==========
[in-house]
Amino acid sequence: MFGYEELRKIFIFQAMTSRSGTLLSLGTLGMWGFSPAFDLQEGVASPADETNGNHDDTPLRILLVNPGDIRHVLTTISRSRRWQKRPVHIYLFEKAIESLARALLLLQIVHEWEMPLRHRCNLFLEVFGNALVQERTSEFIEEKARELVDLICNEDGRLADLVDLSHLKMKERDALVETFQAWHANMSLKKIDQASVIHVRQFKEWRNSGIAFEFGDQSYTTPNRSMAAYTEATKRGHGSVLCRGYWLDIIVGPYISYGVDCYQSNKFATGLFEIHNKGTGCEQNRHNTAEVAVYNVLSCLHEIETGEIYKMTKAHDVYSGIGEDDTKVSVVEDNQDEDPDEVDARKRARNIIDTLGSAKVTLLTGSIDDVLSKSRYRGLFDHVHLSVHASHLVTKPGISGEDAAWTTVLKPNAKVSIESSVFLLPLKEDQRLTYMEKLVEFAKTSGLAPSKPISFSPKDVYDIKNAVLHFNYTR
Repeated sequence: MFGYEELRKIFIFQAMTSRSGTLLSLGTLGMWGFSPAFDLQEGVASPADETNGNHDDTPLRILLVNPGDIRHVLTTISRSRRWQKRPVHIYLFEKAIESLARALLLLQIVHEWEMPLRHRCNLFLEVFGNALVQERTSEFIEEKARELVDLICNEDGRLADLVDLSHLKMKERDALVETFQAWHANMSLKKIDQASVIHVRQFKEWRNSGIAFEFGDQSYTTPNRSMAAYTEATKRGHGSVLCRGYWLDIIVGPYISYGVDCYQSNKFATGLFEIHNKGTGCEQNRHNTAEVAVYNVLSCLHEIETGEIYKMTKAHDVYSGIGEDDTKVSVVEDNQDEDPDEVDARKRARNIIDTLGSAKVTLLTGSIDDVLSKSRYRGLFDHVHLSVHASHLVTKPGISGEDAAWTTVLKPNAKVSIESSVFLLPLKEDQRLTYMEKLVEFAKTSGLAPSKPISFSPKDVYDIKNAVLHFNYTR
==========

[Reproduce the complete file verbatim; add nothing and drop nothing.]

[in-house]
Amino acid sequence: MFGYEELRKIFIFQAMTSRSGTLLSLGTLGMWGFSPAFDLQEGVASPADETNGNHDDTPLRILLVNPGDIRHVLTTISRSRRWQKRPVHIYLFEKAIESLARALLLLQIVHEWEMPLRHRCNLFLEVFGNALVQERTSEFIEEKARELVDLICNEDGRLADLVDLSHLKMKERDALVETFQAWHANMSLKKIDQASVIHVRQFKEWRNSGIAFEFGDQSYTTPNRSMAAYTEATKRGHGSVLCRGYWLDIIVGPYISYGVDCYQSNKFATGLFEIHNKGTGCEQNRHNTAEVAVYNVLSCLHEIETGEIYKMTKAHDVYSGIGEDDTKVSVVEDNQDEDPDEVDARKRARNIIDTLGSAKVTLLTGSIDDVLSKSRYRGLFDHVHLSVHASHLVTKPGISGEDAAWTTVLKPNAKVSIESSVFLLPLKEDQRLTYMEKLVEFAKTSGLAPSKPISFSPKDVYDIKNAVLHFNYTR
Repeated sequence: MFGYEELRKIFIFQAMTSRSGTLLSLGTLGMWGFSPAFDLQEGVASPADETNGNHDDTPLRILLVNPGDIRHVLTTISRSRRWQKRPVHIYLFEKAIESLARALLLLQIVHEWEMPLRHRCNLFLEVFGNALVQERTSEFIEEKARELVDLICNEDGRLADLVDLSHLKMKERDALVETFQAWHANMSLKKIDQASVIHVRQFKEWRNSGIAFEFGDQSYTTPNRSMAAYTEATKRGHGSVLCRGYWLDIIVGPYISYGVDCYQSNKFATGLFEIHNKGTGCEQNRHNTAEVAVYNVLSCLHEIETGEIYKMTKAHDVYSGIGEDDTKVSVVEDNQDEDPDEVDARKRARNIIDTLGSAKVTLLTGSIDDVLSKSRYRGLFDHVHLSVHASHLVTKPGISGEDAAWTTVLKPNAKVSIESSVFLLPLKEDQRLTYMEKLVEFAKTSGLAPSKPISFSPKDVYDIKNAVLHFNYTR